As countries across the world try to cope with rising prices, there is perhaps no major economy that understands how to live with inflation better than Argentina.
The country has struggled with rapidly rising prices for much of the past 50 years. During a chaotic stretch in the late 1980s, inflation hit a nearly unbelievable 3,000 percent and residents rushed to snatch up groceries before clerks with price guns could make their rounds. Now high inflation is back, exceeding 30 percent every year since 2018.
To understand how Argentines cope, we spent two weeks in and around Buenos Aires, talking to economists, politicians, farmers, restaurateurs, realtors, barbers, taxi drivers, money changers, street performers, street vendors and the unemployed.
The economy is not always the best conversation starter, but in Argentina, it animated just about everyone, eliciting curses, deep sighs and informed opinions about monetary policy. One woman happily showed off her hiding spot for a wad of U.S. dollars (an old ski jacket), another explained how she stuffed cash into her bra to buy a condo, and a Venezuelan waitress wondered whether she had immigrated to the right country.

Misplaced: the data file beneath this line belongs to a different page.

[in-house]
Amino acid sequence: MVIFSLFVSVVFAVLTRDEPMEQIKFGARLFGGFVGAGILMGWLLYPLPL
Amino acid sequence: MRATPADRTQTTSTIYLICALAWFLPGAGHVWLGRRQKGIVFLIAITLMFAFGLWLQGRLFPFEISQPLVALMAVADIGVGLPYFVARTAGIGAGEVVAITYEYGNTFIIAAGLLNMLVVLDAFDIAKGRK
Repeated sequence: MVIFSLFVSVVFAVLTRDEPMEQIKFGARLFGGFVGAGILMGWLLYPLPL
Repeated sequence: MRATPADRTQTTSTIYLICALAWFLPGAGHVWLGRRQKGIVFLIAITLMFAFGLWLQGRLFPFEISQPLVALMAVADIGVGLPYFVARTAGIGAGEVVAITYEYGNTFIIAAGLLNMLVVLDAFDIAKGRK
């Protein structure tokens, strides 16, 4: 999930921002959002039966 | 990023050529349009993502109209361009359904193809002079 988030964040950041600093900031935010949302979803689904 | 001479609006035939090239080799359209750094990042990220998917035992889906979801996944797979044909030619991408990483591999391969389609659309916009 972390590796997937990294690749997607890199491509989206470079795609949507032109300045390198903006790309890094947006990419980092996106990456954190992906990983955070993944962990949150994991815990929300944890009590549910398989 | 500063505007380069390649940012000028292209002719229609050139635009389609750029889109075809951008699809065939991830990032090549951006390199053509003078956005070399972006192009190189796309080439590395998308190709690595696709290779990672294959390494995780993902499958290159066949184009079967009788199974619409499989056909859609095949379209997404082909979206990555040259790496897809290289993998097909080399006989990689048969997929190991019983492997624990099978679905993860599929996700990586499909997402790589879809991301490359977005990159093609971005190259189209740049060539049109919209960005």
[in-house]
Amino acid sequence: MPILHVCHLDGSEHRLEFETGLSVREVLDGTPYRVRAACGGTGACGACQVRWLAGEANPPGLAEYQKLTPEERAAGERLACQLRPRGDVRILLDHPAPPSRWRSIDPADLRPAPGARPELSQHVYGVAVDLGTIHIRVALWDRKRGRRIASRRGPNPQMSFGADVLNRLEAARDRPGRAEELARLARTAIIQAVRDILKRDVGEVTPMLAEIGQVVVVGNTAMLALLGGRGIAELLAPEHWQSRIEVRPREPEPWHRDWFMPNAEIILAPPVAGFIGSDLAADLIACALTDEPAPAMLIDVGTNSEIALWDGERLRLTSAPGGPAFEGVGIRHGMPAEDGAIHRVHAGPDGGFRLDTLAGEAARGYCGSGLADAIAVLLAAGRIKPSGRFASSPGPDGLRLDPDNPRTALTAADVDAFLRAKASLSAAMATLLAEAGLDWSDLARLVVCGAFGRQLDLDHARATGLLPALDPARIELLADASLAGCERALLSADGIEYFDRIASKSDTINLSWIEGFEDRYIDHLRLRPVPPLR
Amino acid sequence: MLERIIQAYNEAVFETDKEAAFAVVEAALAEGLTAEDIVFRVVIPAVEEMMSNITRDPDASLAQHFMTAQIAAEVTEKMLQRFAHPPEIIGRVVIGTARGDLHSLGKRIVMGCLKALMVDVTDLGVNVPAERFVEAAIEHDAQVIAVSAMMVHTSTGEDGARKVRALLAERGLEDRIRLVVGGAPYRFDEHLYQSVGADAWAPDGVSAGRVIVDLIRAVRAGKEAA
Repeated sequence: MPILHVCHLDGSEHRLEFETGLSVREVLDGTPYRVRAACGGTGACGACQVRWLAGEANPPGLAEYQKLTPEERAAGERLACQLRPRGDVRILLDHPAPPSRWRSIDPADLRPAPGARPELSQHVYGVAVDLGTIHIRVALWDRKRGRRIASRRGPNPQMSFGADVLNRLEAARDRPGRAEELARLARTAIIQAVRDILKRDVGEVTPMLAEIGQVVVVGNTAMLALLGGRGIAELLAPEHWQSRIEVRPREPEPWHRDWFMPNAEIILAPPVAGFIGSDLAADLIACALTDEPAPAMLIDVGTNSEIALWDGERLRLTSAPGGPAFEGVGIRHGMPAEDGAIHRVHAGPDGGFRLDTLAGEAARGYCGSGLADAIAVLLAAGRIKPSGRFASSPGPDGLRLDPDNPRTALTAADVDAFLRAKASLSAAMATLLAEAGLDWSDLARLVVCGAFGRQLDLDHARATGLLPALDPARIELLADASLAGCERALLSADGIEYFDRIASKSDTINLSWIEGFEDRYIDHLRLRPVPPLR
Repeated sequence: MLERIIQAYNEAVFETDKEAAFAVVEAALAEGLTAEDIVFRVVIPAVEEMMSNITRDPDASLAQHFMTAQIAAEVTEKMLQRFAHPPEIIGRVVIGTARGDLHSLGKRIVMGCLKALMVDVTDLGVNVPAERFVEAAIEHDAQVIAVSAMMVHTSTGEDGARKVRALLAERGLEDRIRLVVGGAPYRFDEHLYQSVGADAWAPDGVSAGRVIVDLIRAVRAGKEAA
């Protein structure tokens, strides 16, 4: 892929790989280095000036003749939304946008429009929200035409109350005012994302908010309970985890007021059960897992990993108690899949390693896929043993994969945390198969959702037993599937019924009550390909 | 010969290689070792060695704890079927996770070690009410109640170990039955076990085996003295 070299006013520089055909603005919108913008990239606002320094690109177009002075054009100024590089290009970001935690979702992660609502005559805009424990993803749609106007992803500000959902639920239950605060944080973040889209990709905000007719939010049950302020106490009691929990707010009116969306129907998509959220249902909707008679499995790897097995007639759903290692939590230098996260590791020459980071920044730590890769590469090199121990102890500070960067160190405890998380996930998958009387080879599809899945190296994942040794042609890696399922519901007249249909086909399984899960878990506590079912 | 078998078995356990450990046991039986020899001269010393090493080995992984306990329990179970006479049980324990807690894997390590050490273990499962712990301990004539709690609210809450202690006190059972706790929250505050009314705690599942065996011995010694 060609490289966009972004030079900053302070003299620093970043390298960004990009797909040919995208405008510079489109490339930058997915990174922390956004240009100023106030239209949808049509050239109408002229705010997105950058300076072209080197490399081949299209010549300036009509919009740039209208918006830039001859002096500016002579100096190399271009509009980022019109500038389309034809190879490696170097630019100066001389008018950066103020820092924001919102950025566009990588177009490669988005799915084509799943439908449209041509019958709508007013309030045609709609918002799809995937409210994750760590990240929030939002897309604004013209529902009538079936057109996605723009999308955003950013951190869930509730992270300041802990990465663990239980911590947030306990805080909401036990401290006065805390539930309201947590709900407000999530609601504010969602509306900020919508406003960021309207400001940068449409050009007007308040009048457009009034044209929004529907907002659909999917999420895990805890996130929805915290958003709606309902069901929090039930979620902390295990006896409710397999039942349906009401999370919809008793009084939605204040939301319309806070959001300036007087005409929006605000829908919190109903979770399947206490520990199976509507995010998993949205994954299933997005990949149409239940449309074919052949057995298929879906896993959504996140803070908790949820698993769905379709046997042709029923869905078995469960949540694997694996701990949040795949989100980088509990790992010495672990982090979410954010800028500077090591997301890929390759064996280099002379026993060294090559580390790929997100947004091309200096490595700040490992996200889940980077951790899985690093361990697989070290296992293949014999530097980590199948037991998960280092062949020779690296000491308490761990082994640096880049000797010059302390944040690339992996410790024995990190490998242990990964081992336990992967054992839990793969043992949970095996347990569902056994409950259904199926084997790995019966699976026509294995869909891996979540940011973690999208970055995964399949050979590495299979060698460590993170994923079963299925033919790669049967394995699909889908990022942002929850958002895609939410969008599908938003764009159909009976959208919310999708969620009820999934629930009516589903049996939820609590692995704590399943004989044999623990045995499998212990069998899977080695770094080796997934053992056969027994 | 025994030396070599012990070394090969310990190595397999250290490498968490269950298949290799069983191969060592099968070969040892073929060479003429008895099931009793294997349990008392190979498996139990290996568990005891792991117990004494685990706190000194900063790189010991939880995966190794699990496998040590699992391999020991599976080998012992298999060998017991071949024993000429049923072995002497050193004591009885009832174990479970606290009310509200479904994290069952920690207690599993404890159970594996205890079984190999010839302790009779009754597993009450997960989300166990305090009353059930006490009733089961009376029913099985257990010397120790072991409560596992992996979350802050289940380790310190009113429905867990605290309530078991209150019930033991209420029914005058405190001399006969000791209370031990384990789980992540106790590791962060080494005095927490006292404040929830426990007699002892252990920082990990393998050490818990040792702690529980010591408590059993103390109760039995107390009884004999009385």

One thing became strikingly clear: Argentines have developed a highly unusual relationship with their money.
They spend their pesos as quickly as they get them. They buy everything from TVs to potato peelers in installments. They don’t trust banks. They hardly use credit. And after years of constant price hikes, they are left with little idea of how much things should cost.
Argentina shows that people will find a way to adapt to years of high inflation, living in an economy that is impossible to fathom almost anywhere else in the world. Life is especially manageable for those with the means to make the upside-down system work. But all those striking workarounds mean that few who have held political power during years of economic distress have found themselves paying a real price.